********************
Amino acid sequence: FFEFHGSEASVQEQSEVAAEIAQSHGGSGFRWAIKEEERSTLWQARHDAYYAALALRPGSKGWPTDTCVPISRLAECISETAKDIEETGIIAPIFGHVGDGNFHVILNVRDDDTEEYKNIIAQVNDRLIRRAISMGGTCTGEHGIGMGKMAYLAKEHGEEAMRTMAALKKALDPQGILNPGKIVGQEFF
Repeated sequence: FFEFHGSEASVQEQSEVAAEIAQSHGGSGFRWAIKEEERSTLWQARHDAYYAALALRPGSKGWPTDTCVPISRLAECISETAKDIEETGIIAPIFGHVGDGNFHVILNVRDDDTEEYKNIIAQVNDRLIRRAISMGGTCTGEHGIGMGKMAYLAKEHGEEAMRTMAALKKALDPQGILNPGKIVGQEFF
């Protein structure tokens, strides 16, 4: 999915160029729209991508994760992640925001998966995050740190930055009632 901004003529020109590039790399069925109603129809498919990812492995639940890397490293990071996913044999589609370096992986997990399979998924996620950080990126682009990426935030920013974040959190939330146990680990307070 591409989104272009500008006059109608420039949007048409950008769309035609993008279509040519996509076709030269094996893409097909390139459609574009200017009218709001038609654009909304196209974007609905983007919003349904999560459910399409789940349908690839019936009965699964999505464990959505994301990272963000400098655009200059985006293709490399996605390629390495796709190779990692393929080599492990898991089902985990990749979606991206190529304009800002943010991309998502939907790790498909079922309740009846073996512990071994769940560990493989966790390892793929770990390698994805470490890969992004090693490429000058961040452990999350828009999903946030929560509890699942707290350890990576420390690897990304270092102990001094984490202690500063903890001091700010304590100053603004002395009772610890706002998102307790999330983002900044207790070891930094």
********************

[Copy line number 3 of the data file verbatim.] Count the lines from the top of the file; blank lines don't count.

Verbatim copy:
């Protein structure tokens, strides 16, 4: 999915160029729209991508994760992640925001998966995050740190930055009632 901004003529020109590039790399069925109603129809498919990812492995639940890397490293990071996913044999589609370096992986997990399979998924996620950080990126682009990426935030920013974040959190939330146990680990307070 591409989104272009500008006059109608420039949007048409950008769309035609993008279509040519996509076709030269094996893409097909390139459609574009200017009218709001038609654009909304196209974007609905983007919003349904999560459910399409789940349908690839019936009965699964999505464990959505994301990272963000400098655009200059985006293709490399996605390629390495796709190779990692393929080599492990898991089902985990990749979606991206190529304009800002943010991309998502939907790790498909079922309740009846073996512990071994769940560990493989966790390892793929770990390698994805470490890969992004090693490429000058961040452990999350828009999903946030929560509890699942707290350890990576420390690897990304270092102990001094984490202690500063903890001091700010304590100053603004002395009772610890706002998102307790999330983002900044207790070891930094």